It is typical that only very limited information about this author is available. At some point a very vague picture of him surfaced, which was taken about twenty years ago. Only one recent picture was released, which shows so clearly a narcissistic, fashionable gay wet dream that no one can really believe that it's a picture of a writer and not some model or porn actor.
His debut novel 'The abomination' caused quite a stir in Great Brittain. Golding describes how his main character James Moore has a homosexual relationship with a teacher at his distinguished catholic boarding school. As it happened the Lancashire police was at that time conduction an investigation into allegations of sexual relations between teacher and students at the exclusive Jesuit boarding school Stonyhurst College. And Paul Golding had been a student at that very college, as were the writers Tolkien and Conan Doyle. Several other past students who read the novel, saw clear similarities with the nameless school and practices, as written down in The Abomination. Of course the police was interested in a talk with the author about the backgrounds of his novel, but in contrast to the prevailing fashion in the UK that dictates confession literature, Golding refused categorically to talk about the possibility of any autobiographical element in his book. He gave both moral and literary-esthetical reasons for this: he wanted to protect his book and he saw no good in having people being send to prison for pedophile acts they committed decades ago. Nevertheless, his silence only enhanced the curiosity of his readers.
Though of course any resemblance between the author and his main character James Moore is purely coincidental, Goldings show of narcissism paints a pretty picture of what the reader of The Abomination can expect, for James Moore, born as Santiago Moore Azmora, is a narcissist as rarely seen. besides this he is cold, aloof and in an indirect way exhibitionistic (another coincidental resemblance with his creator, one is inclined to think).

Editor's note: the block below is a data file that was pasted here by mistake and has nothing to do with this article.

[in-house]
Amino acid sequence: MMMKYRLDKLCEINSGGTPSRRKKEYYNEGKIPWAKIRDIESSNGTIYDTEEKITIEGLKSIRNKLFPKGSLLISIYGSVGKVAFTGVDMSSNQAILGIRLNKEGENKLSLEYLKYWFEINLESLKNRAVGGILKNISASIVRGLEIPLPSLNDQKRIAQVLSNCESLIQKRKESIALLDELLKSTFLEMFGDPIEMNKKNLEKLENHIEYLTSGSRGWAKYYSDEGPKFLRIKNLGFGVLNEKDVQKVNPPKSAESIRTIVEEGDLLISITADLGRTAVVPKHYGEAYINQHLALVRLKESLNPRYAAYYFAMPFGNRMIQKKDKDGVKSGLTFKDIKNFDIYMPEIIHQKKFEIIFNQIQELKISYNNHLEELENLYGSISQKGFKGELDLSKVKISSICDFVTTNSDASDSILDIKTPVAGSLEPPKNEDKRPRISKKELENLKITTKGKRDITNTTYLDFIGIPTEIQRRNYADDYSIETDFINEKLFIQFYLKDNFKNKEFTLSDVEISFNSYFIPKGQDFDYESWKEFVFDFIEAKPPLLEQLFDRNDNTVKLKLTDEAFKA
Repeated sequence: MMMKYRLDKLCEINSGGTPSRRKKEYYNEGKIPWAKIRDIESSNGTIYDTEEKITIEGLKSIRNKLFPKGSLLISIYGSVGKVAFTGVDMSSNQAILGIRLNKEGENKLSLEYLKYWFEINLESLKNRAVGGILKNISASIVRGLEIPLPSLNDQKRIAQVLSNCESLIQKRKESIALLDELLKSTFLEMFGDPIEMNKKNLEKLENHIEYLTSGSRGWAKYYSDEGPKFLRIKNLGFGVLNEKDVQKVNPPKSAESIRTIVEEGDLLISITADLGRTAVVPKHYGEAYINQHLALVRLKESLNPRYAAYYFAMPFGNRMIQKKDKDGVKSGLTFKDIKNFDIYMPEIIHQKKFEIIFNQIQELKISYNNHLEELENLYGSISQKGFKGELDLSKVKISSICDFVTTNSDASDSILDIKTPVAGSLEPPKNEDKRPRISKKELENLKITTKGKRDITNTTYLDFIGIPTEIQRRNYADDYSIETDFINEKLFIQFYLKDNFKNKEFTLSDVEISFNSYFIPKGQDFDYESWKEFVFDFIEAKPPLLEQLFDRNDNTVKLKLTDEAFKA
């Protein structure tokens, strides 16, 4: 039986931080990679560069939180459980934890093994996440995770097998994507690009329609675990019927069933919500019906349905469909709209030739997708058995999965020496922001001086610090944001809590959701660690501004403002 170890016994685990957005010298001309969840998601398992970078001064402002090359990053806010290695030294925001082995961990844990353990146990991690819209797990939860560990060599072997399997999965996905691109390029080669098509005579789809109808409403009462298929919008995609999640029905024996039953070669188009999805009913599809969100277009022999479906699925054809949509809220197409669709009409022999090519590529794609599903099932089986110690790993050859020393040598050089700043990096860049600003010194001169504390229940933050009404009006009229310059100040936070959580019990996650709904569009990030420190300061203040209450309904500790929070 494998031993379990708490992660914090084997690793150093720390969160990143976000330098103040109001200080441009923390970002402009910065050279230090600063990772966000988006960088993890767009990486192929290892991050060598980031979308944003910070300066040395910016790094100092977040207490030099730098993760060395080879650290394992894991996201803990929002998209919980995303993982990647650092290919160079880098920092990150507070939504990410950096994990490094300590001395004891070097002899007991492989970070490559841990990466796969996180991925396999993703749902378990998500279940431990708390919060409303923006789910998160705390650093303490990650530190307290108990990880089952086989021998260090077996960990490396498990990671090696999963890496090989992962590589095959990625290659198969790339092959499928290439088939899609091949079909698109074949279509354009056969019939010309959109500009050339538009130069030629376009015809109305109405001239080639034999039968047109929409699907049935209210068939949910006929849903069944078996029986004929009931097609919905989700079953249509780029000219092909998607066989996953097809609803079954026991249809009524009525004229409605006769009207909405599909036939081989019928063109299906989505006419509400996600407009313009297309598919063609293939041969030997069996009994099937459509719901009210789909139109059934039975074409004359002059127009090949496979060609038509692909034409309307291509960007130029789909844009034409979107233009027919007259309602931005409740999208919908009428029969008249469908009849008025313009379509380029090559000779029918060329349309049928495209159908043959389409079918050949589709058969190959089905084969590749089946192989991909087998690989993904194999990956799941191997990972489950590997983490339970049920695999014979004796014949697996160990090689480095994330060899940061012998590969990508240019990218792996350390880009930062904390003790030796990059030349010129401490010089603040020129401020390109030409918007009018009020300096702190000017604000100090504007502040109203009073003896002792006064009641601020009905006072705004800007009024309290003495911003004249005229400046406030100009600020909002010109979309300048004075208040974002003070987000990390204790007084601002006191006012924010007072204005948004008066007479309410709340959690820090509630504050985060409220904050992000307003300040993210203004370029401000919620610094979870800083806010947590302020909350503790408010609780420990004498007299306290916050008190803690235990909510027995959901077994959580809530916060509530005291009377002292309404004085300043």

In his second book 'Senseless' homosexuality and aids play an important role and it is as tantalisingly written as The Abomination.
Quick! Look! It's the elusive author! Paul Golding's strange yet mesmerizing work reads like a roman a clef. The Abomination is a Big Novel, the literary equivalent of James Mitchner's Hotel, or Marilyn French's The Women's Room (which is, actually pretty good, just dated.)There's a quality of guilty pleasure in this sort of subject matter that's "intellectualized" by the heft. As in, "This maybe crap, but it's long, so it's Worthwhile."Further Readings:
The Abomination benefits, too, from a frustratingly elusive author, Paul Golding. Unlike many people - authors, college students - in the twenty-first century who are ubiquitous vis social media posts and photographs, Paul Golding has exactly two pictures of himself. The first is blurred and looks nothing like the second: Golding (or, as some have suggested, a call-boy hired to pose as Golding, or Golding after a really long night and/or dollops of Botox), wide-eyed, wearing a very tight, very white tee-shirt.
I mention the photographs of "Paul Golding" only because they cue so perfectly to The Abomination. One (okay, me) imagines a narrator who's brilliant yet painfully sensitive, sexy and urbane. This picture of "Paul Golding” repeatedly made me turn back and look while reading the book: I wanted to see the adult who wrote so beautifully about the homoerotic charge of an all-boy boarding school, and the institution's insane mix of religion and sex. --Tomas Mournian
The Abomination by Paul Golding
Paperback: 448 pages
Publisher: Vintage (May 14, 2002)
Amazon: The Abomination
Amazon Kindle: The Abomination
Cruising the seamy underbelly of London’s gay scene, James Moore Zamora is as eager to repel men as he is to seduce them. Handsome, sophisticated, intelligent, and vain, beneath his immaculately maintained exterior lies an elaborate network of deeply embedded scars from a lifetime filled with betrayal and isolation. Born to negligent, self-absorbed parents and raised among upper crust society on a picturesque Spanish island, at nine-years-old James is sent off to an exclusive Catholic boarding school in England. Met with savageness by his peers, and seduced by the twisted affections of his teachers, he soon develops a self-consciousness that passes for self-awareness and a profound cynicism that masks savage anger. Charged with linguistic precision, brutal honesty, and caustic wit, The Abomination is a disturbing yet electrifying account of one man’s tortured coming of age.
More Spotlights at my website: http://www.elisarolle.com/, My Lists/Gay Novels
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